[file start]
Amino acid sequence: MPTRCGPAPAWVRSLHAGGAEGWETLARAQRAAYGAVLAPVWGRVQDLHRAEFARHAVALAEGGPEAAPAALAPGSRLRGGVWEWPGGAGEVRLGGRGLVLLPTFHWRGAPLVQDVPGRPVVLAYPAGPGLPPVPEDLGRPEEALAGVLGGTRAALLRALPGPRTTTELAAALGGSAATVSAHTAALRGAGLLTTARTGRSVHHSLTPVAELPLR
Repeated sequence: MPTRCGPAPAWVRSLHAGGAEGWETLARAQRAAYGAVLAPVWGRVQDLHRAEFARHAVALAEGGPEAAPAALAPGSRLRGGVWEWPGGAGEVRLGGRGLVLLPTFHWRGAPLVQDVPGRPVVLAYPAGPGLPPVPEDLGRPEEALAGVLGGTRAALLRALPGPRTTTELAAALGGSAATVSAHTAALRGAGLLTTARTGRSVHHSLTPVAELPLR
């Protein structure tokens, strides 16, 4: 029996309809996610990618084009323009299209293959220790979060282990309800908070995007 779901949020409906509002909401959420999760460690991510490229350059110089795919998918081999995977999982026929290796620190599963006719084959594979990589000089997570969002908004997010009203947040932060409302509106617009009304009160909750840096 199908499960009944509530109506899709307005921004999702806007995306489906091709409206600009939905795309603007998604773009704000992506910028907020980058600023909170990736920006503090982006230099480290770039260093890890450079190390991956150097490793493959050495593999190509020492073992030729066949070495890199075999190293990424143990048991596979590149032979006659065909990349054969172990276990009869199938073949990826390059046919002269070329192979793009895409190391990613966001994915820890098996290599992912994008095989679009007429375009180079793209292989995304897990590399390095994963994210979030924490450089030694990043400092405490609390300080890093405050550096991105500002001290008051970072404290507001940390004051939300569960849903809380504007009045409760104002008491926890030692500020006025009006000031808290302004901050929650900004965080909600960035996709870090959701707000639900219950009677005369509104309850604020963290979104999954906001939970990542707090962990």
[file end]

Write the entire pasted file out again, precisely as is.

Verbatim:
Amino acid sequence: MPTRCGPAPAWVRSLHAGGAEGWETLARAQRAAYGAVLAPVWGRVQDLHRAEFARHAVALAEGGPEAAPAALAPGSRLRGGVWEWPGGAGEVRLGGRGLVLLPTFHWRGAPLVQDVPGRPVVLAYPAGPGLPPVPEDLGRPEEALAGVLGGTRAALLRALPGPRTTTELAAALGGSAATVSAHTAALRGAGLLTTARTGRSVHHSLTPVAELPLR
Repeated sequence: MPTRCGPAPAWVRSLHAGGAEGWETLARAQRAAYGAVLAPVWGRVQDLHRAEFARHAVALAEGGPEAAPAALAPGSRLRGGVWEWPGGAGEVRLGGRGLVLLPTFHWRGAPLVQDVPGRPVVLAYPAGPGLPPVPEDLGRPEEALAGVLGGTRAALLRALPGPRTTTELAAALGGSAATVSAHTAALRGAGLLTTARTGRSVHHSLTPVAELPLR
């Protein structure tokens, strides 16, 4: 029996309809996610990618084009323009299209293959220790979060282990309800908070995007 779901949020409906509002909401959420999760460690991510490229350059110089795919998918081999995977999982026929290796620190599963006719084959594979990589000089997570969002908004997010009203947040932060409302509106617009009304009160909750840096 199908499960009944509530109506899709307005921004999702806007995306489906091709409206600009939905795309603007998604773009704000992506910028907020980058600023909170990736920006503090982006230099480290770039260093890890450079190390991956150097490793493959050495593999190509020492073992030729066949070495890199075999190293990424143990048991596979590149032979006659065909990349054969172990276990009869199938073949990826390059046919002269070329192979793009895409190391990613966001994915820890098996290599992912994008095989679009007429375009180079793209292989995304897990590399390095994963994210979030924490450089030694990043400092405490609390300080890093405050550096991105500002001290008051970072404290507001940390004051939300569960849903809380504007009045409760104002008491926890030692500020006025009006000031808290302004901050929650900004965080909600960035996709870090959701707000639900219950009677005369509104309850604020963290979104999954906001939970990542707090962990």